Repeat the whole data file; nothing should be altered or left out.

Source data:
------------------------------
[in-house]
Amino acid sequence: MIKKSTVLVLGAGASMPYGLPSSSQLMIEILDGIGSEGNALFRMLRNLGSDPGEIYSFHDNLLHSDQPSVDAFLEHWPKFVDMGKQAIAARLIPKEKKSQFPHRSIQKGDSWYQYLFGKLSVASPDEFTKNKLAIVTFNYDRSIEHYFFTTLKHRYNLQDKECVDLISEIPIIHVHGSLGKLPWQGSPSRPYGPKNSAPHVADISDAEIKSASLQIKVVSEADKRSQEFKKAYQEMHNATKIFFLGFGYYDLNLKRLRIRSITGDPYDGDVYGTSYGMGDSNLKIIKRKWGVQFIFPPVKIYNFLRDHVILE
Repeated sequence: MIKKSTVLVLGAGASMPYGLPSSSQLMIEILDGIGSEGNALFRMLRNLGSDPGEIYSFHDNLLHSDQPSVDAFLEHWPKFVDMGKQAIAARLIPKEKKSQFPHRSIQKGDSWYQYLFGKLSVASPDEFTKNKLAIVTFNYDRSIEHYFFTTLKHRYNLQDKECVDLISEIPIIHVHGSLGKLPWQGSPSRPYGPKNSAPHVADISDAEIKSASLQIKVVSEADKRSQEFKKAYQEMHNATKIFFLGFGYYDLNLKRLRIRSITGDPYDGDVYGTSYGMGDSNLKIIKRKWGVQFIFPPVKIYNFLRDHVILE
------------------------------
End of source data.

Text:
[in-house]
Amino acid sequence: MIKKSTVLVLGAGASMPYGLPSSSQLMIEILDGIGSEGNALFRMLRNLGSDPGEIYSFHDNLLHSDQPSVDAFLEHWPKFVDMGKQAIAARLIPKEKKSQFPHRSIQKGDSWYQYLFGKLSVASPDEFTKNKLAIVTFNYDRSIEHYFFTTLKHRYNLQDKECVDLISEIPIIHVHGSLGKLPWQGSPSRPYGPKNSAPHVADISDAEIKSASLQIKVVSEADKRSQEFKKAYQEMHNATKIFFLGFGYYDLNLKRLRIRSITGDPYDGDVYGTSYGMGDSNLKIIKRKWGVQFIFPPVKIYNFLRDHVILE
Repeated sequence: MIKKSTVLVLGAGASMPYGLPSSSQLMIEILDGIGSEGNALFRMLRNLGSDPGEIYSFHDNLLHSDQPSVDAFLEHWPKFVDMGKQAIAARLIPKEKKSQFPHRSIQKGDSWYQYLFGKLSVASPDEFTKNKLAIVTFNYDRSIEHYFFTTLKHRYNLQDKECVDLISEIPIIHVHGSLGKLPWQGSPSRPYGPKNSAPHVADISDAEIKSASLQIKVVSEADKRSQEFKKAYQEMHNATKIFFLGFGYYDLNLKRLRIRSITGDPYDGDVYGTSYGMGDSNLKIIKRKWGVQFIFPPVKIYNFLRDHVILE